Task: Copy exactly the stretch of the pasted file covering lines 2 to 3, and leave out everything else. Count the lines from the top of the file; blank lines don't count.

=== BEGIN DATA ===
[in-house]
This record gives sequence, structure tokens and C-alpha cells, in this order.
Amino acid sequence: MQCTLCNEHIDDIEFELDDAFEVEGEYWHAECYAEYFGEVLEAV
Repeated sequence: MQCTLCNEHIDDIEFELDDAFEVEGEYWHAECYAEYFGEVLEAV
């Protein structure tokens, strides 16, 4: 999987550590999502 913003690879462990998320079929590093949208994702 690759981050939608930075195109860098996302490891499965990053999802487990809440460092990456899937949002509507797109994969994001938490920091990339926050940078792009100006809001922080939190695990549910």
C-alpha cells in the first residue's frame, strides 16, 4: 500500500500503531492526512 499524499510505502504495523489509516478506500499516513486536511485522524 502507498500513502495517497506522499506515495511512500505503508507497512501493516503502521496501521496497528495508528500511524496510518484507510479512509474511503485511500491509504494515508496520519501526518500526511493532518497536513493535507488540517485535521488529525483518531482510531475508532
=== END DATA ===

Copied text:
This record gives sequence, structure tokens and C-alpha cells, in this order.
Amino acid sequence: MQCTLCNEHIDDIEFELDDAFEVEGEYWHAECYAEYFGEVLEAV